We just shared some huge news with our attendees here at Enterprise World in Las Vegas: we’ve presented an exclusive future roadmap unveiling OpenText Suite 16 and OpenText Cloud 16—the next generation of our EIM offerings that will become available March 2016. We shared a lot of details about Suite 16 and Cloud 16 in our press release (you can read it here), but we couldn’t fit in all the thinking that went into this release. Strategic principles of OpenText Suite 16 & Cloud 16 From what we’ve experienced and from what our customers tell us they want and need, we came up with a dream list of innovations for an enterprise to make the most of digital disruption. We focused on that list of strategic principles across our entire Suite 16 and Cloud 16 offerings. Below is what was going through our heads: 1. Deepen functionality across all suites. This is a major release, full of new features and innovations. Keeping in mind our customers’ suggestions, we significantly deepened functionality throughout the offerings. Practically every product line is raising the bar in terms of customer value proposition and competitive differentiation. Check out the press release for some of the highlights, and watch for more details as we launch the new suites and cloud offerings in March. 2. Help customers transition to the cloud. Right off the top, we wanted to be sure to offer all of our suites in the cloud, available as a subscription or as managed cloud services. That was a must-do, but then we took it further and added integration with other cloud products such as Salesforce® and Office 365®. We also added new Software-as-a-Service (SaaS) applications, such as OpenText Core, PowerDocs, and Archive Center, to enable as much flexibility and savings as possible—customers want what they need, and no one wants to pay for more than they need. 3. Focus on user experience and remove barriers to user adoption. Enterprise productivity begins by removing the barriers to adoption—the easier it is to use, the more they use it—so we invested heavily in improving the user experience across all the suites (in the browser as well as on mobile devices). We put a big focus on HTML5-based responsive experience, and customers who got to preview the new UI of products such as Content Suite or Media Management this week are raving about it. The improved user experience is one of the most noticeable innovations in Suite 16 and Cloud 16. In fact, this alone makes upgrading worthwhile. 4. Integrate with more enterprise applications and across the suites (with an extra focus on analytics). We’ve added integration with more enterprise apps, like Salesforce and SuccessFactors®, in addition to SAP®, Oracle®, and Microsoft®. And there is major integration between the suites. For example, OpenText Process Suite fully integrates with OpenText Content Suite, Archive Center, Media Management, Capture Center, CCM—speaking of CCM, that integrates with OpenText WEM, DAM, CS, Notifications…it goes on and on across all the suites, enabling us to solve customer problems no other vendor can solve. We also put an extra focus on analytics, which is itself a new suite, and it’s embedded into all the other suites, which brings out even more value from existing deployments. 5. Deliver information flows as a way to solve complex problems. All the products in the world are not going to solve real business problem if they’re not integrated in a way that follows the logical flow of information through the business processes and applications. That’s why we focus on the core information flow from information-centric flows, such as capture-to-disposition, create-to-consume, and incident-to resolution, all the way to business flows such as procure-to-pay. For more efficient information flows, we’ve added automation to the Procure-to-Pay business process and delivery of P2P and a new entity-modeling layer in the Process Suite platform, and we’ve extended process-centric collaboration and information sharing. 6. Provide more value from existing deployments. When you can get more value out of existing deployments, you reduce the total cost of ownership. New capabilities, pervasive use of analytics, new UI, focus on cost of ownership, cloud delivery, and subscription-based pricing bring more flexibility and value to the enterprise. Each of these strategic principles makes upgrading to Suite 16 and Cloud 16 worthwhile. This is a milestone release that existing customers will love and want to upgrade to. Read more about OpenText Suite 16 and OpenText Cloud 16 here, and let me know what you think about it.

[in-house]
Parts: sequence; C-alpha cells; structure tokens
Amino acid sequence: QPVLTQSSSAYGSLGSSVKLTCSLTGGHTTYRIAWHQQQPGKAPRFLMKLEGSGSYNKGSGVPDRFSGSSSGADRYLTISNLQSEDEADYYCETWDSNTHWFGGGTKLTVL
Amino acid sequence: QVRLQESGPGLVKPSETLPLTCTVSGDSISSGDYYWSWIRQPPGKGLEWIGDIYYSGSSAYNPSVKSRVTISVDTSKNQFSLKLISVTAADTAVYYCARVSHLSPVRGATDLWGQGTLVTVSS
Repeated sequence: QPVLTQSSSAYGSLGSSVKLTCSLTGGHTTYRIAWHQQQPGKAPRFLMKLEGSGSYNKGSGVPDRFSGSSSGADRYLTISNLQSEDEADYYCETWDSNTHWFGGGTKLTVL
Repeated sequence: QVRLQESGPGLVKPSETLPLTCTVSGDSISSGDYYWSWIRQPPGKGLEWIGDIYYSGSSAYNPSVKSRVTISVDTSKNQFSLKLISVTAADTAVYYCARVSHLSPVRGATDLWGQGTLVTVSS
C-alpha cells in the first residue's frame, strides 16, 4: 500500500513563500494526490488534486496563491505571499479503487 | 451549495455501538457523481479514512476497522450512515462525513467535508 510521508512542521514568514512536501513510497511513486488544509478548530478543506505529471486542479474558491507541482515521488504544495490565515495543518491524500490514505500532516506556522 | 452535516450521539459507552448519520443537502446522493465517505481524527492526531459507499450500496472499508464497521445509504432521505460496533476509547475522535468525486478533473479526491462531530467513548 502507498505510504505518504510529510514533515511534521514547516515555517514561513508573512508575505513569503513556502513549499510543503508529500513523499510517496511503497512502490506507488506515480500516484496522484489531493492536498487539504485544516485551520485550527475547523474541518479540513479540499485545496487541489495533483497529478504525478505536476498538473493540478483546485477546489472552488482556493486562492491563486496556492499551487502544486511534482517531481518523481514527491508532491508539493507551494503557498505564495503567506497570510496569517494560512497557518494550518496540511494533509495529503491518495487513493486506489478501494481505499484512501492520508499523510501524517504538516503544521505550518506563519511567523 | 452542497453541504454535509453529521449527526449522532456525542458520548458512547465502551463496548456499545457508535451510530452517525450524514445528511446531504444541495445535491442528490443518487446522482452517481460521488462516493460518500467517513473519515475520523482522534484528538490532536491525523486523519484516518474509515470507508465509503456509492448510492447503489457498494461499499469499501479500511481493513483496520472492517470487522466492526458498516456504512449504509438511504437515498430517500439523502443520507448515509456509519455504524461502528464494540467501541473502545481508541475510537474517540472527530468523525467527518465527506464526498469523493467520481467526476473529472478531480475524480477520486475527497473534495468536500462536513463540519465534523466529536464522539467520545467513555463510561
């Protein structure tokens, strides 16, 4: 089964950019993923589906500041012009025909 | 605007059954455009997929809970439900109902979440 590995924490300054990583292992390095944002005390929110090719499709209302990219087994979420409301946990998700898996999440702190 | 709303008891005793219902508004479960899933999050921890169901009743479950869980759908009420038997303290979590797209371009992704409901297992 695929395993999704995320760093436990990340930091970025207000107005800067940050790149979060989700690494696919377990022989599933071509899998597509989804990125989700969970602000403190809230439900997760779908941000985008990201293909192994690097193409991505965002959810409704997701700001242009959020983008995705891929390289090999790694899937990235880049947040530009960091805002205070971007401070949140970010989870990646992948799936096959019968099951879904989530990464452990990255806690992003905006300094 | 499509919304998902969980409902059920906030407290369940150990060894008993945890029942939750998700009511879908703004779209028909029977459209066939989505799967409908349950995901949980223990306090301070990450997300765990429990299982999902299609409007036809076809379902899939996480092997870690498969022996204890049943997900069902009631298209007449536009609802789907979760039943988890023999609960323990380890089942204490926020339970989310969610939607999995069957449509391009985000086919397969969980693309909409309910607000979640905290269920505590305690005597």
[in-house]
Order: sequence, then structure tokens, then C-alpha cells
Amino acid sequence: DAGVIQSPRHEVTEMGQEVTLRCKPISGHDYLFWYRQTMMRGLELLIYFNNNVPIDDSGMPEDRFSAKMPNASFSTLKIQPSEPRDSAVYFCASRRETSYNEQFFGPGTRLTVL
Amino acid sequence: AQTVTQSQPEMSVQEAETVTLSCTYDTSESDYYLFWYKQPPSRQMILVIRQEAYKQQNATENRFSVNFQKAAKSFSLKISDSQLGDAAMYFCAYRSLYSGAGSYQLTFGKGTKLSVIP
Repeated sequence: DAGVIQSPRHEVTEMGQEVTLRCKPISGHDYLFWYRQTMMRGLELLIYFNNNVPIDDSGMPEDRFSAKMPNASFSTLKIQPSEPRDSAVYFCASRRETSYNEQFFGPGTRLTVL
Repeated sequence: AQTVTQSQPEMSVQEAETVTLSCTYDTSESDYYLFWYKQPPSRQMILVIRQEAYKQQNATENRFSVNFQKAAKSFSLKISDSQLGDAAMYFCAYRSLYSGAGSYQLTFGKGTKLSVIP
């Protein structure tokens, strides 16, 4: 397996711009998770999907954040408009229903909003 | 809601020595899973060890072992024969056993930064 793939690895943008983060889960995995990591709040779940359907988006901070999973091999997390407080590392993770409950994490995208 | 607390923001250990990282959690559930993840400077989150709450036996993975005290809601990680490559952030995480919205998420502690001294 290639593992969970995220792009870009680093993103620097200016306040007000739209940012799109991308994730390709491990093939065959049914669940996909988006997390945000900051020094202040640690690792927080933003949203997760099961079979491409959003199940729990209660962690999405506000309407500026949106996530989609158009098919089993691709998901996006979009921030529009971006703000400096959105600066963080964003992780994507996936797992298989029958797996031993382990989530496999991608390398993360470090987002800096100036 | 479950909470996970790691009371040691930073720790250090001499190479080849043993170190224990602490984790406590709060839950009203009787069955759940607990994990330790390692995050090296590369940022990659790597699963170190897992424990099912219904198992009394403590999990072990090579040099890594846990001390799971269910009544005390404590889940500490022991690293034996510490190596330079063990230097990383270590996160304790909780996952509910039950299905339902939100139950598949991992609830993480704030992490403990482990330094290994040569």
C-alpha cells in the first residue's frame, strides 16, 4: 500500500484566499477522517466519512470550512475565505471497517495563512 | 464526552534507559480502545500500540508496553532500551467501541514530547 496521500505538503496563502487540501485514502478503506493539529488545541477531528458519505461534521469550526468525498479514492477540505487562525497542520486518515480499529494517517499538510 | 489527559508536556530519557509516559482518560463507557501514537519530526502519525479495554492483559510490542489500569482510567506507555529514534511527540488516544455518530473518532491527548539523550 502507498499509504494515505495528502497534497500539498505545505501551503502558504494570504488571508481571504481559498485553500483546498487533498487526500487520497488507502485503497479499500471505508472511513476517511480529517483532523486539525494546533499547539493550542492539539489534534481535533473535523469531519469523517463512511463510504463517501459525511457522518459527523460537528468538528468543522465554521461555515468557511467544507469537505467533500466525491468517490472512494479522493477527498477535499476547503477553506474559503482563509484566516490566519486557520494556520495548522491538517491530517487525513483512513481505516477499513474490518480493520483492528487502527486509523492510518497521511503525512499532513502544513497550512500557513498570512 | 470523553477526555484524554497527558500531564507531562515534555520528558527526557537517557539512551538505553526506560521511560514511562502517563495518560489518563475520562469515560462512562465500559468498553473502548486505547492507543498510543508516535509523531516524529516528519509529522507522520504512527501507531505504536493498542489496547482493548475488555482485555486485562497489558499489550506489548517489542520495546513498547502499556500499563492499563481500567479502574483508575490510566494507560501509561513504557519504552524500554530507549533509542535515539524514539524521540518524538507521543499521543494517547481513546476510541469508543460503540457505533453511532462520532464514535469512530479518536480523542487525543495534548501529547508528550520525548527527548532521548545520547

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Data Driven Digest for November 13: Clear Visual Data